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What is the meaning of this quote ? Also, what can one take away from this ?

…the wise man looks into space and does not regard the small as too little, nor the great as too big, for he knows that there is no limit to dimensions.

  • Reference of the quote ? – Mauro ALLEGRANZA Jun 25 at 14:49
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    I think this quote comes from Chuang-Tzu not Lao-Tzu. It can be found here: theosophy-nw.org/theosnw/truth/tr-chuang.htm – Frank Hubeny Jun 25 at 16:47
  • Doesn't the context make it clear? Right before we read:""Am I then to regard the universe as great and the tip of a hair as small?" "Not at all," said the Spirit of the Ocean. "Dimensions are limitless; time is endless. Conditions are not invariable; terms are not final..." There is no natural standard of size, "dimensions are limitless", nor is great/small set to stay as it is, "terms are not final". Everything is relative, everything is subject to change. The "wise man" does not take superficial and fleeting comparisons at face value. – Conifold Jun 25 at 18:34
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The OP quotes lines from Chuang Tzu's The Floods of Autumn. Here is James Legge's translation of it from the Chinese Text Project.

The earl of the He said, 'Well then, may I consider heaven and earth as (the ideal of) what is great, and the point of a hair as that of what is small?' Ruo of the Northern Sea replied, 'No. The (different) capacities of things are illimitable; time never stops, (but is always moving on); man's lot is ever changing; the end and the beginning of things never occur (twice) in the same way. Therefore men of great wisdom, looking at things far off or near at hand, do not think them insignificant for being small, nor much of them for being great: knowing how capacities differ illimitably.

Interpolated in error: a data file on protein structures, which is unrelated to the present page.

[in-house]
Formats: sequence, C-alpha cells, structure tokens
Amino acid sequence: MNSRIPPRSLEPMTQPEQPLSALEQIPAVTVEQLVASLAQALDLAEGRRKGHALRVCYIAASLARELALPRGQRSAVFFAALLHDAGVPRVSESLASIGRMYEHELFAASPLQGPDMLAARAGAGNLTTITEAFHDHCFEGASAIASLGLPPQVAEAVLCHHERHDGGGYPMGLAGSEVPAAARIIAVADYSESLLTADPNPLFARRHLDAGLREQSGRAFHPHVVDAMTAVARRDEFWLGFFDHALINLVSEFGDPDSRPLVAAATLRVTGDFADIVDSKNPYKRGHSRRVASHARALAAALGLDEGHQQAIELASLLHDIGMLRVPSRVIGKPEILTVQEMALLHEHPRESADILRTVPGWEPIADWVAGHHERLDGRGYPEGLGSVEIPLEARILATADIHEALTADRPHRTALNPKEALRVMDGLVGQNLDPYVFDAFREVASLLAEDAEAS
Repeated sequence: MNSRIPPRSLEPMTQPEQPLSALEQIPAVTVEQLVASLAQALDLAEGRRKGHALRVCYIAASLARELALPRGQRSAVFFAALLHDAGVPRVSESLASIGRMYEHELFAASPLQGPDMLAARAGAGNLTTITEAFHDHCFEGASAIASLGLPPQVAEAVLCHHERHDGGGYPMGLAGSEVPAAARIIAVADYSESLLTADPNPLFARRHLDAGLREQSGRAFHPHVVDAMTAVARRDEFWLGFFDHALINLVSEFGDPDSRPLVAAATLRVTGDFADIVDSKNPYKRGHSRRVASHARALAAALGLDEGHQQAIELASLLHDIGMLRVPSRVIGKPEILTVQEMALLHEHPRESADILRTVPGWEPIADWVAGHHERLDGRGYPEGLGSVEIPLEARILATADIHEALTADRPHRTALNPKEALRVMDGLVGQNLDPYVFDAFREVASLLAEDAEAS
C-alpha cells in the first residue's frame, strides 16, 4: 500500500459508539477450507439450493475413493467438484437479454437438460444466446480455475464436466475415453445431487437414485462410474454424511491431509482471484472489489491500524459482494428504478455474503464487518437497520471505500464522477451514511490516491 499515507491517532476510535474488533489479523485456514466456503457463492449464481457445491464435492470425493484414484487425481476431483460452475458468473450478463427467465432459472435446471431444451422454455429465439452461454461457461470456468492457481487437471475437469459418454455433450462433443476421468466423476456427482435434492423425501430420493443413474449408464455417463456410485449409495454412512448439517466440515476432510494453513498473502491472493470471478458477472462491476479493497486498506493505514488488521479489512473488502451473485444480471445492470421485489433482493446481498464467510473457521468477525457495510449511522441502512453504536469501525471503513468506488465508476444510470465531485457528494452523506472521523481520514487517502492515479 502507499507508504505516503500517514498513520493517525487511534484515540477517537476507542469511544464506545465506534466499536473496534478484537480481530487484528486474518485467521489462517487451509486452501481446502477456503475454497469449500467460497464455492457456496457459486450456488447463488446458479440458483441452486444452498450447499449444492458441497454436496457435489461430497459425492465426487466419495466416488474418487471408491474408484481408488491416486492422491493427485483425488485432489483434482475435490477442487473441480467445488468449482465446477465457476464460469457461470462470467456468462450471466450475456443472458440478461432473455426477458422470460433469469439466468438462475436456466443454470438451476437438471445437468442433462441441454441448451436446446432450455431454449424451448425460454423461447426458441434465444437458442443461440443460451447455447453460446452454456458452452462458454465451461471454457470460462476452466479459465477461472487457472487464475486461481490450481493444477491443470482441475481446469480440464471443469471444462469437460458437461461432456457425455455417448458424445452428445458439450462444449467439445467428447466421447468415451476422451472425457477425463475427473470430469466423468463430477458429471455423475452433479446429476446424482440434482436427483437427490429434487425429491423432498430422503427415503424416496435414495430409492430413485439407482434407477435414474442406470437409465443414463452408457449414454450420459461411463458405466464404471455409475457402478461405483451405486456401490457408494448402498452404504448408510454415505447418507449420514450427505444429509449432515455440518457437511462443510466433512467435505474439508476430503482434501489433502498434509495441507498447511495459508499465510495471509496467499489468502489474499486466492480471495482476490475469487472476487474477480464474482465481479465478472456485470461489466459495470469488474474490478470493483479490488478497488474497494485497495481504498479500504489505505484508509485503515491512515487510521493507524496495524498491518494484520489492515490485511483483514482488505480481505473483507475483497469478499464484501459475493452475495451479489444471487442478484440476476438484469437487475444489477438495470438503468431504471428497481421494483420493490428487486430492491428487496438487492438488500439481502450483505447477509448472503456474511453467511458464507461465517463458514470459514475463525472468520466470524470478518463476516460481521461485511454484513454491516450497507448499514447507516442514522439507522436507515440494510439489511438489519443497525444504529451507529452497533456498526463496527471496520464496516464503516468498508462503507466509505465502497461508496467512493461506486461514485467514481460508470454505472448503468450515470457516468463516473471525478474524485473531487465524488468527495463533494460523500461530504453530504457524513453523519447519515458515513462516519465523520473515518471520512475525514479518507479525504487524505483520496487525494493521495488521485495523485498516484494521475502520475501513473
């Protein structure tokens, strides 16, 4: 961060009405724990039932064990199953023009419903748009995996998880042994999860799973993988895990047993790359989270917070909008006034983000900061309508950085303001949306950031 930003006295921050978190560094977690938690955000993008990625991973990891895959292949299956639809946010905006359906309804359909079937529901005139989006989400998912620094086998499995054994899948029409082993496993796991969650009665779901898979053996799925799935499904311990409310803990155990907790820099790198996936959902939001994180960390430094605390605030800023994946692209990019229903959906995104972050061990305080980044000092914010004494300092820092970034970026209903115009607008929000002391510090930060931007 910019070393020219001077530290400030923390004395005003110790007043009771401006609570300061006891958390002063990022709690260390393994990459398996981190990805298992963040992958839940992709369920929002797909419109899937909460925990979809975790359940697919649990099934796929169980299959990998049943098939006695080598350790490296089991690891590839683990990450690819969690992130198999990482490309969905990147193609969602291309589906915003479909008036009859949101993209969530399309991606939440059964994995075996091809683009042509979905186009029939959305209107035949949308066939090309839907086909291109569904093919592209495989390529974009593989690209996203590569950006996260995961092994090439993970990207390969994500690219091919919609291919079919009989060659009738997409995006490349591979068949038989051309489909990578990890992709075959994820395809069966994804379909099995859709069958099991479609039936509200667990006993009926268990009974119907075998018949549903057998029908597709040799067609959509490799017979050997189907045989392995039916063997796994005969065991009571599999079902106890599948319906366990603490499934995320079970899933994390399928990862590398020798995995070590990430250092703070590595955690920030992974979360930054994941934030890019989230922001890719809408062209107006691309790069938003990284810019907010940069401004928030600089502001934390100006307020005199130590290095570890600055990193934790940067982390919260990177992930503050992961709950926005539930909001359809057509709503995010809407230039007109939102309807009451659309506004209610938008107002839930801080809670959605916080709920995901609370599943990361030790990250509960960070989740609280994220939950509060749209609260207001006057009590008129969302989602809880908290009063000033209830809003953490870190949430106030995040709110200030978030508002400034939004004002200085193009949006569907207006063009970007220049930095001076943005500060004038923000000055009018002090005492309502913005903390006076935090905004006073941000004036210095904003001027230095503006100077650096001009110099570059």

A translation closer to the one cited by the OP can be found in Lin Yutang's translation based on Herbert A. Giles' translation. Yutang describes Chuang Tzu as a Taoist who "was separated by Laotse's death by not quite two hundred years". He was "the greatest prose writer of the Chou Dinasty" and "probably the greatest slanderer of Confucius".

The text is a parable of a river spirit, the "earl of the He", rejoicing during the autumnal floods because it was receiving all the riches of the world. This rejoicing ceased upon reaching the ocean, the "Ruo of the Northern Sea", when it realized that what it had obtained was nothing compared to that ocean.

One can sense the perspective of the Taoist view of the ocean and the Confucian view of the river in the parable. Yutang writes about how to approach Chuang Tzu's style: